A helicopter broke apart in midair near Wanaka after the
rotors struck the tail during turbulence, killing the trainee
pilot and instructor, a crash investigation has found.
The Wanaka Helicopters' Robinson R22 crashed on the return
leg of a flight to Mt Aspiring National Park on April 27,
Queenstown trainee pilot Marcus Hoogvliet, 21, and instructor
Graham Stott, 32, were killed in the crash.
A Transport Accident Investigation Commission (TAIC) report,
released today, found the helicopter had been operating in a
high-risk situation due to a combination of factors,
including moderate to extreme turbulence.
It was also flying at an altitude of 5500 feet and was close
to its maximum permissible weight.
Wind on the day was 40km/h, with gusts of up to 60 or 70km/h
over the mountain passes, causing turbulence around mountain
The helicopter had intended to return to Wanaka along the
Matukituki Saddle, near Mount Aspiring. But an internal
tracking device showed that instead of passing over the
saddle it turned right over the nearby Waipara Saddle, into
the Arawhata River valley.
The helicopter was reported overdue later that afternoon.
The wreckage of the helicopter and the pilots' bodies were
found the next day in the Arawhata River valley. The wreckage
revealed the helicopter had broken up in flight.
The TAIC found the break-up happened after the main rotor
blades struck the tail boom.
Causes included severe or extreme turbulence buffeting the
helicopter, the pilots making large and abrupt movements of
the controls, and the main rotor speed being allowed to drop
below its lower limit.
The TAIC identified a number of safety issues, including a
lack of knowledge within the industry, which meant Mr Stott
may not have been fully aware of the risks of flying an R22
near maximum weight, at high altitude and in moderate to
The report found the format of the Robinson R22 flight manual
did not draw enough attention to safety instructions and
conditions that could result in serious injury or death.
It also noted the rate of R22 break-up accidents in New
Zealand had not been significantly reduced by a local version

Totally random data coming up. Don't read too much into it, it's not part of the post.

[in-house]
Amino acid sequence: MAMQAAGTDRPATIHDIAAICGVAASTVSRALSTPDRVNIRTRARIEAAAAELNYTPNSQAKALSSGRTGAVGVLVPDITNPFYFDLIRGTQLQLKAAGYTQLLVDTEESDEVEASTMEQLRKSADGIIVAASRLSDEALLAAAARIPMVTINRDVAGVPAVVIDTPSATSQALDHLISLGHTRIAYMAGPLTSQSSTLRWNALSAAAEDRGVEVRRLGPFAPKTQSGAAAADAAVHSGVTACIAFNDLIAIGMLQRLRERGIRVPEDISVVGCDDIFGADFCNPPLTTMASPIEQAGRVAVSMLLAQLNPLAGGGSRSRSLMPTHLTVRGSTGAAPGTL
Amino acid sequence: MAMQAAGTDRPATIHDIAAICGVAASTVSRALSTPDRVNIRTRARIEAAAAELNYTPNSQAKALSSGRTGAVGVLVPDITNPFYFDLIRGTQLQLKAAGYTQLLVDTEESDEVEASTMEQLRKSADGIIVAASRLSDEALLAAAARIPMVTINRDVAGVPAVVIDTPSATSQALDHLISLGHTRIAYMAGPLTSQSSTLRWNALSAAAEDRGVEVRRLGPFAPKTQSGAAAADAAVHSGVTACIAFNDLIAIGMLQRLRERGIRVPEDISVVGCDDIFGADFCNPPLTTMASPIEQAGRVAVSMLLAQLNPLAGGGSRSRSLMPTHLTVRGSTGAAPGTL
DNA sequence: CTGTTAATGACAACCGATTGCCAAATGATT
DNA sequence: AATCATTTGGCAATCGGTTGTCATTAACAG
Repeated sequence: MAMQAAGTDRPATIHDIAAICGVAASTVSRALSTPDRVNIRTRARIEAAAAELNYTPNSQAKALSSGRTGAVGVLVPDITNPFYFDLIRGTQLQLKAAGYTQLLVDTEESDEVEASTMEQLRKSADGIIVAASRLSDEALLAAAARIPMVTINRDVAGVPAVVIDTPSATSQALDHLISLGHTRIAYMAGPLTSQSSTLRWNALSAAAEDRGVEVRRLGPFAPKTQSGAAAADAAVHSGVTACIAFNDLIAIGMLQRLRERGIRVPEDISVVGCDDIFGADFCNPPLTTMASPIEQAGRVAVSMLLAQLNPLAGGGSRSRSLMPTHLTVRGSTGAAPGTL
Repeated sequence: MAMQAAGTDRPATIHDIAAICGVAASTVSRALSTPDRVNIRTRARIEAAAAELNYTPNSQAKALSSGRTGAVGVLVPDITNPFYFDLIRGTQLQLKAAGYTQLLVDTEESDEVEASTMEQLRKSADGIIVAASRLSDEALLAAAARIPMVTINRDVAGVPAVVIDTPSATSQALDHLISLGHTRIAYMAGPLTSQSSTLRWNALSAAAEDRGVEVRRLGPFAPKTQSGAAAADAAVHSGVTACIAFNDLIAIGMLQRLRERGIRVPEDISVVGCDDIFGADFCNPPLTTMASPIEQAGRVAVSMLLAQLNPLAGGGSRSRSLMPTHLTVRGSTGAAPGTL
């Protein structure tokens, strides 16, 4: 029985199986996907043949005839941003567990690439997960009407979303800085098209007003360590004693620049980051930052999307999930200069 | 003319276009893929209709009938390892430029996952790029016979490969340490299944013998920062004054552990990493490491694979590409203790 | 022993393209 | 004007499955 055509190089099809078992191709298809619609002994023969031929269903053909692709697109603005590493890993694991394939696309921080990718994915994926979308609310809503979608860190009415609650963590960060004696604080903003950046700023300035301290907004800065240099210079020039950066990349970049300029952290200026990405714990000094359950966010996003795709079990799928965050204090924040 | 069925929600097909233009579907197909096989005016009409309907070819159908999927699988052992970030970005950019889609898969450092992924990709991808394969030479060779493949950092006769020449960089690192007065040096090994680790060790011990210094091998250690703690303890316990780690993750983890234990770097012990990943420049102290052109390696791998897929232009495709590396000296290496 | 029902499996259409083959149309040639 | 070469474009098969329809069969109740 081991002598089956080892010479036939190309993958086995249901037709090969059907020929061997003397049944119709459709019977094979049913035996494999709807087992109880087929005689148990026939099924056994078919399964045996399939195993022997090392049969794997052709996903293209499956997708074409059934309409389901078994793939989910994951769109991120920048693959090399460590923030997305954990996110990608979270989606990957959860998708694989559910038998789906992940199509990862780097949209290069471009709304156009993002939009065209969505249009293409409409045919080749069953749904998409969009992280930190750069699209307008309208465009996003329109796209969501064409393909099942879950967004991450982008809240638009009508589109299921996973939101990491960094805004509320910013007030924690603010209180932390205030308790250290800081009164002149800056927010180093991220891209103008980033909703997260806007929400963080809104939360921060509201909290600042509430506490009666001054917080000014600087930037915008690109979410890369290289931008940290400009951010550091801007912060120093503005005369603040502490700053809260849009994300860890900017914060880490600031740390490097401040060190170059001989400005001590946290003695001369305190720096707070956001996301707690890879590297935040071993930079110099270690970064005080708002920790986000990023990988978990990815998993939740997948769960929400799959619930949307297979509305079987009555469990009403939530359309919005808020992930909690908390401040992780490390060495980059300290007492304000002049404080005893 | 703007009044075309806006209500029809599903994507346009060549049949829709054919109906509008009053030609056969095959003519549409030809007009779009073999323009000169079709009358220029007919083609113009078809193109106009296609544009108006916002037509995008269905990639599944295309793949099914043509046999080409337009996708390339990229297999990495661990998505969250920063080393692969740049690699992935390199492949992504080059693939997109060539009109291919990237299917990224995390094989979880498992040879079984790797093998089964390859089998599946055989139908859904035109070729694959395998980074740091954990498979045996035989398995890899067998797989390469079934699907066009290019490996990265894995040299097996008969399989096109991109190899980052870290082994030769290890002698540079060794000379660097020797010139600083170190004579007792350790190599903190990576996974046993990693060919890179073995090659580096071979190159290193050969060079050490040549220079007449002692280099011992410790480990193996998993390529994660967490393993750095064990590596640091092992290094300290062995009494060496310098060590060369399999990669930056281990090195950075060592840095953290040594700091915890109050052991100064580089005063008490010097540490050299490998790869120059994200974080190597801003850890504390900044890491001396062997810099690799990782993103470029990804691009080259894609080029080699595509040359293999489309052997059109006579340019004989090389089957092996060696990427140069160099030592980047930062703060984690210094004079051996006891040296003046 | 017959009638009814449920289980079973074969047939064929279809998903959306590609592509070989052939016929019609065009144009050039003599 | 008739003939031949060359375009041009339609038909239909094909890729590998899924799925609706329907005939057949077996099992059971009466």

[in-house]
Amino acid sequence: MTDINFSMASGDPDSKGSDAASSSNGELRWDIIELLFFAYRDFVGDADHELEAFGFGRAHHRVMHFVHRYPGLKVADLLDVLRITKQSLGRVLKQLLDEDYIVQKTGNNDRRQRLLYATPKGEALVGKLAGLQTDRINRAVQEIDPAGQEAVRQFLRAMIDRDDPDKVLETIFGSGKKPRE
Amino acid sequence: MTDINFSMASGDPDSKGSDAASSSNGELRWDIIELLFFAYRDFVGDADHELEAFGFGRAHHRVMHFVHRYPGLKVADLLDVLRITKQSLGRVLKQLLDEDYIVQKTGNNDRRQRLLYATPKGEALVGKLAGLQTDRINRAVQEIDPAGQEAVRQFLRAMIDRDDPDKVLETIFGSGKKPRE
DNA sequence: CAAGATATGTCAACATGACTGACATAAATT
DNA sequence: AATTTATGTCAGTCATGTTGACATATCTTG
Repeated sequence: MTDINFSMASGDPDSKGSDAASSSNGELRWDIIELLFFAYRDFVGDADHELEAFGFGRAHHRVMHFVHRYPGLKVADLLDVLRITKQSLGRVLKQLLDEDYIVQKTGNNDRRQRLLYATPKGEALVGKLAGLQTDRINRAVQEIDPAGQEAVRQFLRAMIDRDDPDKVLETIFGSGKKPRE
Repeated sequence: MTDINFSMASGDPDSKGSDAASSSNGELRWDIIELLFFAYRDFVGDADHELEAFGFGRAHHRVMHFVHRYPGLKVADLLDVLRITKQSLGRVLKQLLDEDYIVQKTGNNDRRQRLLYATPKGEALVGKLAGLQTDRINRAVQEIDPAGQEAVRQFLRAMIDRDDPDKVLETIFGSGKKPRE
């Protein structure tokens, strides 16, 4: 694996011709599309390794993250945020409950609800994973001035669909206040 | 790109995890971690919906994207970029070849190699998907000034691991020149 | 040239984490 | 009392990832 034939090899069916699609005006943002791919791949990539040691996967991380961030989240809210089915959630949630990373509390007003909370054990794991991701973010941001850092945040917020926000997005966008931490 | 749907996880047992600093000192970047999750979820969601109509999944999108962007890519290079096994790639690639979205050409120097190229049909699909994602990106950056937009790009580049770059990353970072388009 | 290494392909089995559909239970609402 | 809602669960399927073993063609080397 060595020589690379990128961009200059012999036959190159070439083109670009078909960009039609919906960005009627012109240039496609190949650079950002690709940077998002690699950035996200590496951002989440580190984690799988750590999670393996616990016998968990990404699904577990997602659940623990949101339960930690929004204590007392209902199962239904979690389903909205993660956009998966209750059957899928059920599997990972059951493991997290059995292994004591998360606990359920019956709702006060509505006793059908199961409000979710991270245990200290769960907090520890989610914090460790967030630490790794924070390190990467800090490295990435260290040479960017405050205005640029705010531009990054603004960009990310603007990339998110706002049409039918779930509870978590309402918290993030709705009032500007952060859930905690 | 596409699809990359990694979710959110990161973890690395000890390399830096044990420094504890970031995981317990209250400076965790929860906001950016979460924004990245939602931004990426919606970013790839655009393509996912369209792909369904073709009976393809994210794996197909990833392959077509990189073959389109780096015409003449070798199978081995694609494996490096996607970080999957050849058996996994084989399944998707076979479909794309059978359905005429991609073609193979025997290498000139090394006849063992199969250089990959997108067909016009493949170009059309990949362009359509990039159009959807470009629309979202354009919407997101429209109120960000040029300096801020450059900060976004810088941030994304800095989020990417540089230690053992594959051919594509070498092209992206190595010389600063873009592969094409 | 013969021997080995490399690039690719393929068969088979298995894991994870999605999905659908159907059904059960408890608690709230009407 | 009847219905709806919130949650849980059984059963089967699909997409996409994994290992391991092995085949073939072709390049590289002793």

of US Federal Aviation Administration measures intended to
prevent such accidents.
The TAIC said aviation regulations must ensure operating
parameters for aircraft were clearly and consistently
articulated to pilots, regardless of the country in which an
aircraft was operated.
It said pilots must be aware of, and stay within, the
limitations of the aircraft they fly.
The TAIC recommended the Director of Civil Aviation address
the pilot and instructor ratings on Robinson helicopters.
Mr Hoogvliet's father, Henk Hoogvliet, said the report
confirmed the family's view that the helicopter had been
overwhelmed by extreme wind and was unable to recover.
"This is a sad day for us all, almost three years after the
accident. However, we are pleased the report is silent on any
negligence on the boys' behalf. They acted professionally,
all things considered.''
The family accepted accidents did occur, he said.
"Those who fly in and around the mountains appreciate how
unpredictable conditions can sometimes be. It appears they
just got caught out.''
Mr Hoogvliet said the family was deeply saddened but did not
"We don't live in a world of `what ifs'. Marcus lived his
life to the full. He spent the happiest last four months of
his life learning to fly. He was a wonderful son to Anneka
and I, and a loving brother to his three sisters. We could
not have asked for more.''
The family's thoughts were with Wanaka Helicopters and Mr
They would never forget the support of the Queenstown
community, their local church and those involved in the
search and rescue (SAR) operation, including police.
"In recognition of the SAR team involved our family will make
an undisclosed donation to the new SAR building, under
construction in Wanaka, for capital costs and associated